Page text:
New concepts in the pathogenesis of hydrocephalus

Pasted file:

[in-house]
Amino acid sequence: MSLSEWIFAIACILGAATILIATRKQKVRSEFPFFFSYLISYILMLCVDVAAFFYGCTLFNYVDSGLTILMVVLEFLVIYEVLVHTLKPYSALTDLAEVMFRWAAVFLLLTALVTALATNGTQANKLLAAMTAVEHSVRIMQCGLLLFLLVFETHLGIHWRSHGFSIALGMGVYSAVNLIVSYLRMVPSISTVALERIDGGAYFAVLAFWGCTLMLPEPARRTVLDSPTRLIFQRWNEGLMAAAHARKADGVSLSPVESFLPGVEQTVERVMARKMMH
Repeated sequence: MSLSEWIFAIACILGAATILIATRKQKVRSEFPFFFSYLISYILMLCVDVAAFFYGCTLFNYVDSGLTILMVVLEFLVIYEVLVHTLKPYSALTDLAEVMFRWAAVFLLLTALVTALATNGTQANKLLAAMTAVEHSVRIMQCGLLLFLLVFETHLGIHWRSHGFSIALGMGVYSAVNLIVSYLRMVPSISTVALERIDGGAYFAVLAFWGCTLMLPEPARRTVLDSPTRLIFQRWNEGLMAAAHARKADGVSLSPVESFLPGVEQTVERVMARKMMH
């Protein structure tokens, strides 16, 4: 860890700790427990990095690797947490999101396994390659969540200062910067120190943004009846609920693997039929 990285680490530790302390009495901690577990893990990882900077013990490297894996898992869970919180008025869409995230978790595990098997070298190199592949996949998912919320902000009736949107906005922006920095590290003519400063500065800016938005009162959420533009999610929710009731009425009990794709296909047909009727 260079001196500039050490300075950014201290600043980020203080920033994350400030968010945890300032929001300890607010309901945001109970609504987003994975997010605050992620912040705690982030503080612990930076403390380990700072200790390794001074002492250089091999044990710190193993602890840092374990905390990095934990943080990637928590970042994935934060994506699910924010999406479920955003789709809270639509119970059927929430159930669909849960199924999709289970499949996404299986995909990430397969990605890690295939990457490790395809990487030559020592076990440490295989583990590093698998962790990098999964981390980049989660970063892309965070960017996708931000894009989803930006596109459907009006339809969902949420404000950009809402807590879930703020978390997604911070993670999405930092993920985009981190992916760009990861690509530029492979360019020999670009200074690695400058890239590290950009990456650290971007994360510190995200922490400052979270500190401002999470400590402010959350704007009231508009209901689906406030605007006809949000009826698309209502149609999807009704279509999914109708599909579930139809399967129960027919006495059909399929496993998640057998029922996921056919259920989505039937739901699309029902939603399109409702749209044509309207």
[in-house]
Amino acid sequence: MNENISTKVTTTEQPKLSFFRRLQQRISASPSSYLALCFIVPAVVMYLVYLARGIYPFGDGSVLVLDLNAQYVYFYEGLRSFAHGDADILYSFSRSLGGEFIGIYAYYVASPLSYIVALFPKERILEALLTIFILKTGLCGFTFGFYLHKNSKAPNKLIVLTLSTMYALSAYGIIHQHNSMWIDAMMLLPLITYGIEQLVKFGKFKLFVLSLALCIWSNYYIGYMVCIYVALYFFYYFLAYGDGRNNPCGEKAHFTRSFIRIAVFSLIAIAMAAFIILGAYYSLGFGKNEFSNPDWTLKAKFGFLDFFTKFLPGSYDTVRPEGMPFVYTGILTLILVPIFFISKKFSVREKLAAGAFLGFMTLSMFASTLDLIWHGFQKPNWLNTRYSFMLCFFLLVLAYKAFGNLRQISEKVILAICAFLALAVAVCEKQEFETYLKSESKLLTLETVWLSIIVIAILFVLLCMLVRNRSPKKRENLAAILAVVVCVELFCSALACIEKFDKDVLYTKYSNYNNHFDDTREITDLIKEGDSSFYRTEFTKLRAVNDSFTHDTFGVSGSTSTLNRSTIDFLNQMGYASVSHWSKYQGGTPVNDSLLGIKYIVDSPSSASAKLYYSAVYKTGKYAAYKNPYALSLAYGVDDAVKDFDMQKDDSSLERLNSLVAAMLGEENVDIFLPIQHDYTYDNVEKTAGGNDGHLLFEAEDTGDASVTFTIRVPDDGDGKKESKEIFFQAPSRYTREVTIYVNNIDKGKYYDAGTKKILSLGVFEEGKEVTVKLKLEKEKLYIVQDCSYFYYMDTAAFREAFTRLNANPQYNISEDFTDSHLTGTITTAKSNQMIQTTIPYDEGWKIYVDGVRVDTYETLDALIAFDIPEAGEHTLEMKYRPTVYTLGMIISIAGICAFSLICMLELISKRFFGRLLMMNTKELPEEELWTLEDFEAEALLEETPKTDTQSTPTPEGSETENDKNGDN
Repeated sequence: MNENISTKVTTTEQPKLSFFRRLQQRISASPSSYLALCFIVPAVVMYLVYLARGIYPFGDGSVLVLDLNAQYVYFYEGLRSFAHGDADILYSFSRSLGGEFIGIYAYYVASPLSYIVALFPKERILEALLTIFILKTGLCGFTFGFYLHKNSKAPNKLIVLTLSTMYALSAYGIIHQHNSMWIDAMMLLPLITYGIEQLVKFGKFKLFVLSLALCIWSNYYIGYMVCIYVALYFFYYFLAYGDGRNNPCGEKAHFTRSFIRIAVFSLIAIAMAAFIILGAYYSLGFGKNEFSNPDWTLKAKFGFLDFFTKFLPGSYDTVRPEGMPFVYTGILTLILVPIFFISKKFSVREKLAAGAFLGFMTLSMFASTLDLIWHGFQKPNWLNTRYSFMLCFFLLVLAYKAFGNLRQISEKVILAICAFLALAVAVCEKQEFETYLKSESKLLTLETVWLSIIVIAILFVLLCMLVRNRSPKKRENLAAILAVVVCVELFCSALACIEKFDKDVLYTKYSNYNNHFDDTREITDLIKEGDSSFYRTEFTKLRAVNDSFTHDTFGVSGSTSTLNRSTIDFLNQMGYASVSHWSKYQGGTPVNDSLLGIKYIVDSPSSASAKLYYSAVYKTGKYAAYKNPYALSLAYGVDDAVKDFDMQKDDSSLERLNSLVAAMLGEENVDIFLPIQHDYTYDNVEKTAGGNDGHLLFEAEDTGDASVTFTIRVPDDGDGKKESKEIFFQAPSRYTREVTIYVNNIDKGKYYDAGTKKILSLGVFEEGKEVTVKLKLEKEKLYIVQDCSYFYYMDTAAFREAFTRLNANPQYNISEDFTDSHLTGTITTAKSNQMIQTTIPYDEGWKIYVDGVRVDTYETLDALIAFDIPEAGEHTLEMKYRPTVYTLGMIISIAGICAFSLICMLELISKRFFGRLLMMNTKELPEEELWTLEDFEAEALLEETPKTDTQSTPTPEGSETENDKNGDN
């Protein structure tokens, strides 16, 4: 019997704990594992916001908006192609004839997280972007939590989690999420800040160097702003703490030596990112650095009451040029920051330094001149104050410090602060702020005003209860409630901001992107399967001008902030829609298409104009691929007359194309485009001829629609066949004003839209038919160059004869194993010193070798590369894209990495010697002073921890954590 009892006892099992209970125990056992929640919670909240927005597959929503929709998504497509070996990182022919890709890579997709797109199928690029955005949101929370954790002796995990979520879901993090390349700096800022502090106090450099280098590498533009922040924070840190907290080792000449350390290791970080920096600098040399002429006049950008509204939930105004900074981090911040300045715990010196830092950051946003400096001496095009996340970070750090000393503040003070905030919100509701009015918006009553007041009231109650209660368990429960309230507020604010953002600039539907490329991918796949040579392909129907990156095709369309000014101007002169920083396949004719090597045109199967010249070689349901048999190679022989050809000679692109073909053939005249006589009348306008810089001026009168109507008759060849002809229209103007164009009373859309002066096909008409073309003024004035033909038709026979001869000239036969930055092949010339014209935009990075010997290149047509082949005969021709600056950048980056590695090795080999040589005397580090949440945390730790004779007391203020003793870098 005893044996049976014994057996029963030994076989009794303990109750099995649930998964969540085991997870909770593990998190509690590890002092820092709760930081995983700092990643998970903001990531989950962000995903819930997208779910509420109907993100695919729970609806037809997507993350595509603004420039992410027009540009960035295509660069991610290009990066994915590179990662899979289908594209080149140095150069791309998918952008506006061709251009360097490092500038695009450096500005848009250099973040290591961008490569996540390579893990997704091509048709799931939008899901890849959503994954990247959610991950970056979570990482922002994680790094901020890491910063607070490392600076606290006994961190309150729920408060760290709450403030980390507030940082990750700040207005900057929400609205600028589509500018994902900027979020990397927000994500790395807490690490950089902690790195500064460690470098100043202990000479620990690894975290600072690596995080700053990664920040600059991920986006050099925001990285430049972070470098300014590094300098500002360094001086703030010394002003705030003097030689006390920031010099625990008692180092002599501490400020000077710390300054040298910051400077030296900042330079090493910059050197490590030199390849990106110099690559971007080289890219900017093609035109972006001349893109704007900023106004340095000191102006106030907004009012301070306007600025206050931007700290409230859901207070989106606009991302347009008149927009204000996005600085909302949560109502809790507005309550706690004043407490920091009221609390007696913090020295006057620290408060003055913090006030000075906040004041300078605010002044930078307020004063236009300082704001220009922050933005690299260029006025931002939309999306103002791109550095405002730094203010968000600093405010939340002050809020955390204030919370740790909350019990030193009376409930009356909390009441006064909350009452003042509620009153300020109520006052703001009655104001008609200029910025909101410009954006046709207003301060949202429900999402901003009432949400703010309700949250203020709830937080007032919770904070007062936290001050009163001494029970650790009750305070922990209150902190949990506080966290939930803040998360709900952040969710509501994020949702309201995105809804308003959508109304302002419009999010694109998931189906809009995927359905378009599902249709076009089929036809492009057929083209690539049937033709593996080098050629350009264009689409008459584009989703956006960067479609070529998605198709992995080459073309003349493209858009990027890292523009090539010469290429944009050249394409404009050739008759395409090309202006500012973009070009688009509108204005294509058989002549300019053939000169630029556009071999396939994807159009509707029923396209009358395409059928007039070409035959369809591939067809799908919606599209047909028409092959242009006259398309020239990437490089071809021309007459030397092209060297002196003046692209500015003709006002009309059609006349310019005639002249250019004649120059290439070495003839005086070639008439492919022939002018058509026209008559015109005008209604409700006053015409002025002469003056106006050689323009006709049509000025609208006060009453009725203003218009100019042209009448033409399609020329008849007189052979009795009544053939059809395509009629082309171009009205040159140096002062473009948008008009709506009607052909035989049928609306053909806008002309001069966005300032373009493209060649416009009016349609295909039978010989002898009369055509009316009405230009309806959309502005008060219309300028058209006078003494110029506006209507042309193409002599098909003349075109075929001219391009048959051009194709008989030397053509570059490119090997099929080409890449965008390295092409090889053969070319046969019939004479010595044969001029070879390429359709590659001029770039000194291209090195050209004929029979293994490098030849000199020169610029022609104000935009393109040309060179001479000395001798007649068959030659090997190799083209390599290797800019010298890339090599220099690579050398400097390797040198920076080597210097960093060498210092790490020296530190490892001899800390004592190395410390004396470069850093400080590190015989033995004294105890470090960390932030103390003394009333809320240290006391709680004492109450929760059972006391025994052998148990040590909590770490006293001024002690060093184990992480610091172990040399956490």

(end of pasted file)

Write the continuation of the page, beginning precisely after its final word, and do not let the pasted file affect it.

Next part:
Hydrocephalus is a central nervous system disorder characterized by excessive accumulation of cerebrospinal fluid (CSF) in the ventricles of the brain. Cognitive and physical handicap can occur as a result of hydrocephalus. The disorder can present at any age as a result of a wide variety of different diseases. The pathophysiology of hydrocephalus is unclear. While circulation theory is widely accepted as a hypothesis for the development of hydrocephalus, there is a lack of adequate proof in clinical situations and in experimental settings. However, there is growing evidence that osmotic gradients are responsible for the water content of the ventricles of the brain, similar to their presence in other water permeable organs in the body. Therefore, brain disorders that results in excess macromolecules in the ventricular CSF will change the osmotic gradient and result in hydrocephalus. This review encompasses several key findings that have been noted to be important in the genesis of hydrocephalus, including but not limited to the drainage of CSF through the olfactory pathways and cervical lymphatics, the paravascular pathways and the role of venous system. We propose that as osmotic gradients play an important role in the water transport into the ventricles, the transport of osmotically active macromolecules play a critical role in the genesis of hydrocephalus. Therefore, we can view hydrocephalus as a disorder of macromolecular clearance, rather than circulation. Current evidence points to a paravascular and/or lymphatic clearance of these macromolecules out of the ventricles and the brain into the venous system. There is substantial evidence to support this theory, and further studies may help solidify the merit of this hypothesis.